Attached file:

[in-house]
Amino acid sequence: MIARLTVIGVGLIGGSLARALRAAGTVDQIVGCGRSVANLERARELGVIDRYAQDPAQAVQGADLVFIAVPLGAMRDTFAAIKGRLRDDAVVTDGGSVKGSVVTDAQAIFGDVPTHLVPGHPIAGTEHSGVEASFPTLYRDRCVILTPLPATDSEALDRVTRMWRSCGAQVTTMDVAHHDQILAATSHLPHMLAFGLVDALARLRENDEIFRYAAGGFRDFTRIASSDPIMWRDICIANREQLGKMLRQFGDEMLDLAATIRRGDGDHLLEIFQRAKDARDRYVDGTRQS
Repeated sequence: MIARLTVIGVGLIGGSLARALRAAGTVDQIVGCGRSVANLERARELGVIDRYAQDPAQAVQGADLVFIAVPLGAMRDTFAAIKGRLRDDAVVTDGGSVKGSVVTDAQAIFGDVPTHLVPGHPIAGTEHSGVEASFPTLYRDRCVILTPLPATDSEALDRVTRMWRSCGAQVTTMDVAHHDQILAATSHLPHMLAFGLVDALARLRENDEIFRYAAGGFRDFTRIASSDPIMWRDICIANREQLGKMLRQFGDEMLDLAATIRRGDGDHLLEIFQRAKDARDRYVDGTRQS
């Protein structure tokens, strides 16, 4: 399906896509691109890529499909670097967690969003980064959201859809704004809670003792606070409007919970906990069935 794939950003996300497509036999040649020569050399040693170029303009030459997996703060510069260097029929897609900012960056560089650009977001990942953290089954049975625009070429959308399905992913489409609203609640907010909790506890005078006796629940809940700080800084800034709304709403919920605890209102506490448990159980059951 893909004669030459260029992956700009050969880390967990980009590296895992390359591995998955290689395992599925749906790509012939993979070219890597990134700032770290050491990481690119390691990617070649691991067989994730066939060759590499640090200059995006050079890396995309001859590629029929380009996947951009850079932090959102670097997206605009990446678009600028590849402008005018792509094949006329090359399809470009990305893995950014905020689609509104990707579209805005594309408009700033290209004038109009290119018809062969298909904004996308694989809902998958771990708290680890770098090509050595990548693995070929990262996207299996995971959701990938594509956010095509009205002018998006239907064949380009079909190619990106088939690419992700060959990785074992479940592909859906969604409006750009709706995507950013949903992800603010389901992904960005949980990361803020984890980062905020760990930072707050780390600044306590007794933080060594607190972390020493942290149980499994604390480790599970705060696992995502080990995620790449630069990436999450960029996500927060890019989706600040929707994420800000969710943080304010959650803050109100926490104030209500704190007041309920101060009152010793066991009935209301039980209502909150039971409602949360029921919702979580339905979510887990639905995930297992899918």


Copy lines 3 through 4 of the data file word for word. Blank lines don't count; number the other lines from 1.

Repeated sequence: MIARLTVIGVGLIGGSLARALRAAGTVDQIVGCGRSVANLERARELGVIDRYAQDPAQAVQGADLVFIAVPLGAMRDTFAAIKGRLRDDAVVTDGGSVKGSVVTDAQAIFGDVPTHLVPGHPIAGTEHSGVEASFPTLYRDRCVILTPLPATDSEALDRVTRMWRSCGAQVTTMDVAHHDQILAATSHLPHMLAFGLVDALARLRENDEIFRYAAGGFRDFTRIASSDPIMWRDICIANREQLGKMLRQFGDEMLDLAATIRRGDGDHLLEIFQRAKDARDRYVDGTRQS
């Protein structure tokens, strides 16, 4: 399906896509691109890529499909670097967690969003980064959201859809704004809670003792606070409007919970906990069935 794939950003996300497509036999040649020569050399040693170029303009030459997996703060510069260097029929897609900012960056560089650009977001990942953290089954049975625009070429959308399905992913489409609203609640907010909790506890005078006796629940809940700080800084800034709304709403919920605890209102506490448990159980059951 893909004669030459260029992956700009050969880390967990980009590296895992390359591995998955290689395992599925749906790509012939993979070219890597990134700032770290050491990481690119390691990617070649691991067989994730066939060759590499640090200059995006050079890396995309001859590629029929380009996947951009850079932090959102670097997206605009990446678009600028590849402008005018792509094949006329090359399809470009990305893995950014905020689609509104990707579209805005594309408009700033290209004038109009290119018809062969298909904004996308694989809902998958771990708290680890770098090509050595990548693995070929990262996207299996995971959701990938594509956010095509009205002018998006239907064949380009079909190619990106088939690419992700060959990785074992479940592909859906969604409006750009709706995507950013949903992800603010389901992904960005949980990361803020984890980062905020760990930072707050780390600044306590007794933080060594607190972390020493942290149980499994604390480790599970705060696992995502080990995620790449630069990436999450960029996500927060890019989706600040929707994420800000969710943080304010959650803050109100926490104030209500704190007041309920101060009152010793066991009935209301039980209502909150039971409602949360029921919702979580339905979510887990639905995930297992899918």